I think he might be on the fence on this one.

    • George Klaes says:

      Jefferson was an extreme majoritarian, Jefferson was not a member of the Congress that created the Bill of Rights, Jefferson was not in the country when the Constitution was written, Jefferson opposed ratification of the Constitution, and fortunately, Jefferson’s extreme views were rejected by the majority.

      Jefferson’s interpretation is irrelevant and from the 1790’s to 1947, no Justice of the Supreme Court included in a majority opinion of the court, Jefferson’s “Wall of Separation” extreme misinterpretation of the establishment clause.

      In 1907, Florida voters rejected an attempt by William N. Sheats and friends to pass a law prohibitting the Catholic schools from receiving their share of the education taxes. It was during the anti-Catholic period that followed that such restrictions were approved in the State education policies.

      William Nicholas Sheats: Florida Superintedent of Public Instruction 1893-1905 and 1913-1922.
      Segregationist, firmly supported “Separate but Equal” policy. William Nicholas Sheats was also
      known for anti-Catholic prejudices.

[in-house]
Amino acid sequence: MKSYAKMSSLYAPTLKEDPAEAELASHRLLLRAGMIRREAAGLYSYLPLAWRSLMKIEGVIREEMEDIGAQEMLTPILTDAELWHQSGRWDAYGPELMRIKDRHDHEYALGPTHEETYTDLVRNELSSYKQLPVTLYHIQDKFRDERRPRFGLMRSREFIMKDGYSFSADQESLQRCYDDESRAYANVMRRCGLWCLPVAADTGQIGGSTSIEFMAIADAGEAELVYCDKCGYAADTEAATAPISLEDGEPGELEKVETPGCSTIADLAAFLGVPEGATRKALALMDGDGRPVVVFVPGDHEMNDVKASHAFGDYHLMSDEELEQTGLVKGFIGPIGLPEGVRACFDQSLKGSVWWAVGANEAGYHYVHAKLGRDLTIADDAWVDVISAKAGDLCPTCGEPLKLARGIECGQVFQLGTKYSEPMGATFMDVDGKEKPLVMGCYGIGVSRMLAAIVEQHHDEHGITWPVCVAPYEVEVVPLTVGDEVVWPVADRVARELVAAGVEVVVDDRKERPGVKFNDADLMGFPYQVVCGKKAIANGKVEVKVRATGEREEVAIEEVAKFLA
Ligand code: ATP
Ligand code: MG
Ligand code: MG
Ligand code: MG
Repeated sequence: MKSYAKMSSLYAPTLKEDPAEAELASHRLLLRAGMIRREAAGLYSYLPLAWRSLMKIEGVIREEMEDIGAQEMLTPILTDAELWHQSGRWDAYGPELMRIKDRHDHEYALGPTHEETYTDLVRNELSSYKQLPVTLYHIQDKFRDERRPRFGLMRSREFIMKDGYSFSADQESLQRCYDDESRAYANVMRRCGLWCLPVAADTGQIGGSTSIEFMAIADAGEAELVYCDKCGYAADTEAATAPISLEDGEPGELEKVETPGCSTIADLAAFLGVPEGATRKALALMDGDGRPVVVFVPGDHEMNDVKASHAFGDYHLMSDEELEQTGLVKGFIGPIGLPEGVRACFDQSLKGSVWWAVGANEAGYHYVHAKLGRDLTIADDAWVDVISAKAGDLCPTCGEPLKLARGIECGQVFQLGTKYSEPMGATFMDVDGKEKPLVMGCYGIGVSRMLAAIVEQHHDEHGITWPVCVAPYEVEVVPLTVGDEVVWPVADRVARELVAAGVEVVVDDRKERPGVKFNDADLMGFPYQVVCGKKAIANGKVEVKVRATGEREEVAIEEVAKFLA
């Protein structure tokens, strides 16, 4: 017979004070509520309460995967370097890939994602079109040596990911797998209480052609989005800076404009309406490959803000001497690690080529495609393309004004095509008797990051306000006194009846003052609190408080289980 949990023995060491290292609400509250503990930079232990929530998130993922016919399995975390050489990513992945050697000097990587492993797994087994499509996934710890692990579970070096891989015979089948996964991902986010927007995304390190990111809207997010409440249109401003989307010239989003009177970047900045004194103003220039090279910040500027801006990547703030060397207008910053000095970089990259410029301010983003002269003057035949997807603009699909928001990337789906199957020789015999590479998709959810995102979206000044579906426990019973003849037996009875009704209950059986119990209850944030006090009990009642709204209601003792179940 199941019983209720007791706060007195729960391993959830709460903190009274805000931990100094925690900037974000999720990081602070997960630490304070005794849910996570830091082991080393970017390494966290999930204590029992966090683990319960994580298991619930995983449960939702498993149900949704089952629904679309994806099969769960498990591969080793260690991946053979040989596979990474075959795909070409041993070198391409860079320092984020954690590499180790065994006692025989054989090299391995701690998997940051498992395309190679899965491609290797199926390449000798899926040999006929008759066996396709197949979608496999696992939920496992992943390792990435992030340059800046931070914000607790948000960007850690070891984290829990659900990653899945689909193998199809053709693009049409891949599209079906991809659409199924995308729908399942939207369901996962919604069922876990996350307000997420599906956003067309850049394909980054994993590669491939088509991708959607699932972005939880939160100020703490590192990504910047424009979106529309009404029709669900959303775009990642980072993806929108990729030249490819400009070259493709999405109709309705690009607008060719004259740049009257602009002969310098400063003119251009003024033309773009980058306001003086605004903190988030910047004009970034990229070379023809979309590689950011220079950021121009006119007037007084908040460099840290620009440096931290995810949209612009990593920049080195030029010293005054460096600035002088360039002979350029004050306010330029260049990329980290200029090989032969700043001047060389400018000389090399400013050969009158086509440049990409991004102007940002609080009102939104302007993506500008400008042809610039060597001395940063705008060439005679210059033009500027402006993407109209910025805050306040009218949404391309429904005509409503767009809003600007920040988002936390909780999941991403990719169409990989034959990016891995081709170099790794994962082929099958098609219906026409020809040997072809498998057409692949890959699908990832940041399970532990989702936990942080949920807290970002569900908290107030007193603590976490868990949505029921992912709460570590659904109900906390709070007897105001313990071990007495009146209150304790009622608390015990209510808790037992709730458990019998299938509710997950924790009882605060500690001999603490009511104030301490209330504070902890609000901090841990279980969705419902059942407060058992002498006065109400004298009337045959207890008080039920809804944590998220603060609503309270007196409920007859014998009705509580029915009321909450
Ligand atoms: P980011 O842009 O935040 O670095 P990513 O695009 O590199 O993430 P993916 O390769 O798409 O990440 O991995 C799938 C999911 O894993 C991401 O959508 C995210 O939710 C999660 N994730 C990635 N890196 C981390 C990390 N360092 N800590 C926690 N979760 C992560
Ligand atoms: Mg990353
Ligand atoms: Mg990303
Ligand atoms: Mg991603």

3. JR says:

    Jefferson’s oft misapplied “wall,” (even by the Supreme Court) is a direct response to a letter from the Baptist Association of Danbury, Connecticut. In their letter the association had written of their fear that the wording of the the First Amendment meant that religious freedom was government-given, not God-given (or inalienable), and thus a right that the government could take away. They went so far as to suggest that their religious freedom was a viewed as a favor by the government — to be taken away at any provocation. Jefferson’s response was to quell these fears. And, while he did never call for a day of prayer, fasting and thanksgiving as president — he did as governor of Virginia; as per his interpretation of the 10th Amendment, religious matters were a right that was given to the states.

  4. Joe A. says:

    Interesting enough it should be noted that no where in the constitution does it specify “a separation of church and state”. The framers wrote that government will not endorse or prohibit the exercise of free religion.

  5. Liana G says:

    Is there anything in the constitution about paying taxes? Sorry, I am not au fait on the interpretations of the constitution. Forcing an individual to pay taxes and then denying them choices on how to spend their tax dollars is not very democratic though, is it?

  6. Anonymous says:

    This is NOT a ‘bill” that is meant to give tax dollars to a house of worship for it use in its day to day business. It is a “bill” that is meant to give a house of worship tax dollars for “public” services like soup kitchens aid to the homeless and yes even schooling. None of them is the sole duty of Government. Why not give some of this money that already is in budgets to other places then Government to do this work? just consider that they may be able to get the money or help to those who realy need it in the most cost effective way.